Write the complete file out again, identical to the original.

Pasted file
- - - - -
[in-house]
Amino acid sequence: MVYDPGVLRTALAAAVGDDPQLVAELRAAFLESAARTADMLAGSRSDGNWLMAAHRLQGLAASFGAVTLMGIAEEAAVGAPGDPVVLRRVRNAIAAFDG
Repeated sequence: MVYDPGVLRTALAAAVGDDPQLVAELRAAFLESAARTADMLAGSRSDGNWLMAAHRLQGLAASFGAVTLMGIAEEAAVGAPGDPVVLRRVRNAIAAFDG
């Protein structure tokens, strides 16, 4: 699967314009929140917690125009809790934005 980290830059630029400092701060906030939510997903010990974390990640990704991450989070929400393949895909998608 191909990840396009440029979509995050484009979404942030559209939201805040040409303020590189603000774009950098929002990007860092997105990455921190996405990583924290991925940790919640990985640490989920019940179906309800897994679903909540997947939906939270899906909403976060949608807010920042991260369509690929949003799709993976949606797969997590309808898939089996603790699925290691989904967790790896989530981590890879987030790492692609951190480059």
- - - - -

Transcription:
[in-house]
Amino acid sequence: MVYDPGVLRTALAAAVGDDPQLVAELRAAFLESAARTADMLAGSRSDGNWLMAAHRLQGLAASFGAVTLMGIAEEAAVGAPGDPVVLRRVRNAIAAFDG
Repeated sequence: MVYDPGVLRTALAAAVGDDPQLVAELRAAFLESAARTADMLAGSRSDGNWLMAAHRLQGLAASFGAVTLMGIAEEAAVGAPGDPVVLRRVRNAIAAFDG
């Protein structure tokens, strides 16, 4: 699967314009929140917690125009809790934005 980290830059630029400092701060906030939510997903010990974390990640990704991450989070929400393949895909998608 191909990840396009440029979509995050484009979404942030559209939201805040040409303020590189603000774009950098929002990007860092997105990455921190996405990583924290991925940790919640990985640490989920019940179906309800897994679903909540997947939906939270899906909403976060949608807010920042991260369509690929949003799709993976949606797969997590309808898939089996603790699925290691989904967790790896989530981590890879987030790492692609951190480059």